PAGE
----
month of June found us returning to the Central Sod Farm with a
Highlander of rockets. Ben and I left early to beat the non-existent
Ocean City traffic and found ourselves on Maryland’s Eastern Shore two
hours early. We meandered about at a local hardware store until it was
time to assist with the field preparations. The weather revealed blue
skies through intermittent clouds with cool and very light breezes. The
lush soft sod was green and spongy from the recent daily thunderstorms.
This was a perfect June day for flying rockets.
Ben needed my 38mm 240 N-s motor casing which was currently loaded with a Loki H144 and installed into the aft end of Shaken, Not Stirred
. The drogue chute leader was shorten slightly to slow the descent of Shaken, Not Stirred
while under drogue. Shaken, Not Stirred
quickly ascended to 1,375 feet and dutifully deployed its drogue at
apogee. The leader adjustment reintroduced the slight spin while
descending under drogue but the descent was slowed noticeably. At 400
feet the main parachute ejected with such force that the nose cone shot
through one of the main parachute shrouds during deployment. This
caused the main to flutter severely. Shaken, Not Stirred
quickly hit the hard ground, barely missing a fellow rocketeer’s camp
along the flight line. Inspection revealed no damage other then my
pride. Witness the flutterfly effect here.
While the 38mm 240 N-s motor casing was cooling from Shaken, Not Stirred’s
flight, my old level 1 rocket, R2/V2
was prepped with a Loki G80 and installed on the pad. The ejection delay was reduced from 6 to 5 seconds. R2/V2
ascent was straight and true. At apogee, it arced over, and then over
some more. The 1-second reduction in ejection delay did not relieve my
fears of a ballistic recovery. The ejection finally did occur, and when
it did, there was no parachute to be seen. My face turned beat red with
embarrassment as I quickly tried to remember if I reinstalled the
parachute as part of R2/V2’s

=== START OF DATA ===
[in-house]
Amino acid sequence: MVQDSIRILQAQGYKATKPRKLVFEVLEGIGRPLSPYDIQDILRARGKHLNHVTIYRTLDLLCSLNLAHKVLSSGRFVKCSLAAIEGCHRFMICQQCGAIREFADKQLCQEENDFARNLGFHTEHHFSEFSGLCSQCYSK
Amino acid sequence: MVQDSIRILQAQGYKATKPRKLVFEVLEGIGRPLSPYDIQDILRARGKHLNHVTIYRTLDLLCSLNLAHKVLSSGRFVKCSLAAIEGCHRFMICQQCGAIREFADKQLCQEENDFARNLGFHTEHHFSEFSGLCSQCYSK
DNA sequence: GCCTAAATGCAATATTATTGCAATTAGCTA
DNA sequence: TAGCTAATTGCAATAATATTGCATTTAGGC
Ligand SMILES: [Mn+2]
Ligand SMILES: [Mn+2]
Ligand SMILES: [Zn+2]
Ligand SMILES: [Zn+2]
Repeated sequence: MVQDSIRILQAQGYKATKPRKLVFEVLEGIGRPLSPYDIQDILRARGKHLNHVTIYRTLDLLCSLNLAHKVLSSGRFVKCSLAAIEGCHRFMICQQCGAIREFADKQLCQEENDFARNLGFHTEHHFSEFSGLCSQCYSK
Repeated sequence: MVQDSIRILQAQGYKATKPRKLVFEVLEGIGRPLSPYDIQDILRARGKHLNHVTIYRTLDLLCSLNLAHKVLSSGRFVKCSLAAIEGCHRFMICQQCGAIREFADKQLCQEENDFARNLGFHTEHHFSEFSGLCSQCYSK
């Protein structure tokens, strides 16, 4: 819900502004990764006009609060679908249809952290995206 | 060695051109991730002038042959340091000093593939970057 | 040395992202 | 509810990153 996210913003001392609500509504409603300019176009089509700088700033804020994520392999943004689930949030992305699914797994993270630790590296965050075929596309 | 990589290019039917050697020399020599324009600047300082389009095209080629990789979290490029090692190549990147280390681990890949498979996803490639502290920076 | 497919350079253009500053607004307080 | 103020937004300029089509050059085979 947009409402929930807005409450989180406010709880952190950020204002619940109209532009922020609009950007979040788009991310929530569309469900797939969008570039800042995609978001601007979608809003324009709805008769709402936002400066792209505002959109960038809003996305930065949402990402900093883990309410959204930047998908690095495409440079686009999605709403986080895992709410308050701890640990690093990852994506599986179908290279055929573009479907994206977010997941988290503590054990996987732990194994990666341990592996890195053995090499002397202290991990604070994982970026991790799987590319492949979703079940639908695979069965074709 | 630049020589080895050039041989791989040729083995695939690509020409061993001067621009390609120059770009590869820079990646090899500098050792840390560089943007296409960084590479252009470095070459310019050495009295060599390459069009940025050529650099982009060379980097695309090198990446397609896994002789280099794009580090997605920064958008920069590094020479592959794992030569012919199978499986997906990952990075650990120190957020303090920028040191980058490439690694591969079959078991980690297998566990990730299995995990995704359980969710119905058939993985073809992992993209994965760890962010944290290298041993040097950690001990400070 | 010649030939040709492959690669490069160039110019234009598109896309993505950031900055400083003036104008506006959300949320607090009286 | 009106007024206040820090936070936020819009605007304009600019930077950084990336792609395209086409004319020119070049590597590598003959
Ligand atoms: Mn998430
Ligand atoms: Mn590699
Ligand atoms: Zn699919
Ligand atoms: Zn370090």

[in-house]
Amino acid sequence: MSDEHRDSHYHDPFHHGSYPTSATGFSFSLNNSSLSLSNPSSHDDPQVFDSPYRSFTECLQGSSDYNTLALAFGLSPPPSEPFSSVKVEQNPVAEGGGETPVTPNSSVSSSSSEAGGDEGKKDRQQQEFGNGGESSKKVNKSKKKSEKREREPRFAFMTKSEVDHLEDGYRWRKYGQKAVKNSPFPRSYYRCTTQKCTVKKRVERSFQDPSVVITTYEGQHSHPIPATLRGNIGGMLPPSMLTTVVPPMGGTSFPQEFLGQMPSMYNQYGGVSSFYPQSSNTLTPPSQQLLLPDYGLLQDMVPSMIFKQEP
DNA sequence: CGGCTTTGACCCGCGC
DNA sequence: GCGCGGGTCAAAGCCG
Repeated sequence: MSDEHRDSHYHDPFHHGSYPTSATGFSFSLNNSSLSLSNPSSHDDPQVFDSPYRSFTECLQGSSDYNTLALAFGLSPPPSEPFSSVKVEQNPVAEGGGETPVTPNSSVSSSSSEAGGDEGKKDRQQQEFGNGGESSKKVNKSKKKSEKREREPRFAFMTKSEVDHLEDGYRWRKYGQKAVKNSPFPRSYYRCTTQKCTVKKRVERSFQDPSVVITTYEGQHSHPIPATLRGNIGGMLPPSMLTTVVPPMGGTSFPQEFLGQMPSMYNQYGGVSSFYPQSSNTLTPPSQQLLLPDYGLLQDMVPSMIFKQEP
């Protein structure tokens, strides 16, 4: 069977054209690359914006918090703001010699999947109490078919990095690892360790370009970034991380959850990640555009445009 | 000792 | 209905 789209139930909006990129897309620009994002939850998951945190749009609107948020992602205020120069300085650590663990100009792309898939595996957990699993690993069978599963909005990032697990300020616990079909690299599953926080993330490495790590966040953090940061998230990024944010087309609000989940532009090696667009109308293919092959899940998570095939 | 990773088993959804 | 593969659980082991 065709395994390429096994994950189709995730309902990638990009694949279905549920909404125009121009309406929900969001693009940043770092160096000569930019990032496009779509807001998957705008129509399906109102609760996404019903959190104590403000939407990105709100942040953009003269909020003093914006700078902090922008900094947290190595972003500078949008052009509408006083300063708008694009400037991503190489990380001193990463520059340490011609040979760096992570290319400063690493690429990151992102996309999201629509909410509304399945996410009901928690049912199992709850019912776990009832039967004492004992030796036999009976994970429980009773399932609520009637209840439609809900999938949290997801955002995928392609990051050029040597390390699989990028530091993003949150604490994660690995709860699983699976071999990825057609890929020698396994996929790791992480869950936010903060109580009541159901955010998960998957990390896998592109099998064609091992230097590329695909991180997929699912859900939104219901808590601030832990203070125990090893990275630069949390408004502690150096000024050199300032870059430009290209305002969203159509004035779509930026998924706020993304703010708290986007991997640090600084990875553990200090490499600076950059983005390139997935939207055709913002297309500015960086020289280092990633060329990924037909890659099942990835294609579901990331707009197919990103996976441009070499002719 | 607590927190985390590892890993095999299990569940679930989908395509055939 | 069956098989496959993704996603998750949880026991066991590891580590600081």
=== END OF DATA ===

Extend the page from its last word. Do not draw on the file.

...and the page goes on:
preparation. In those short few seconds I could not remember and
resolved myself to make the walk of shame when finally, with a slight
pop, the wonderful yellow 36-inch parachute deployed. R2/V2
softly came to rest in the lush, soft, spongy green sod without damage. Experience the thrill of recovery here.
I cleaned the now cooled 38mm 240 N-s motor casing from Shaken, Not Stirred’s
flight and turned it over to Ben. Ben assembled another Loki H144
engine reload and installed the completed motor into his Blackbeard’s
rocket named Queen Anne’s Revenge
. Now that
Ben is Level 1 certified, Ben was able to perform everything himself.
The rocket bolted from the pad amongst the rapid clicks of cameras and
quickly ascended to about 1,500 feet. The ejection occurred right at
apogee and the red and white parachute deployed on queue, unfurling
Blackbeard’s colors. Queen Anne’s Revenge
majestically descended while flying the flag until sticking the landing in the lush, soft, spongy green sod. Enjoy the pirate’s life here.
Queen Anne’s Revenge
was our last flight of the day. We cleaned motor casings and visited
the various vendors. The field buzz was about the country’s largest
yearly rocket event known as LDRS
in Potter, New York, over the 4th of July. Unfortunately, Ben and I
will not be able to attend. We assisted other flyers, filmed other
flights, and sat back to enjoy the cooling breezes in the setting sun.
We chatted about our current Mach Factor 2 project
until it was time to go home. Our journey home was quick and uneventful. Until next launch . . .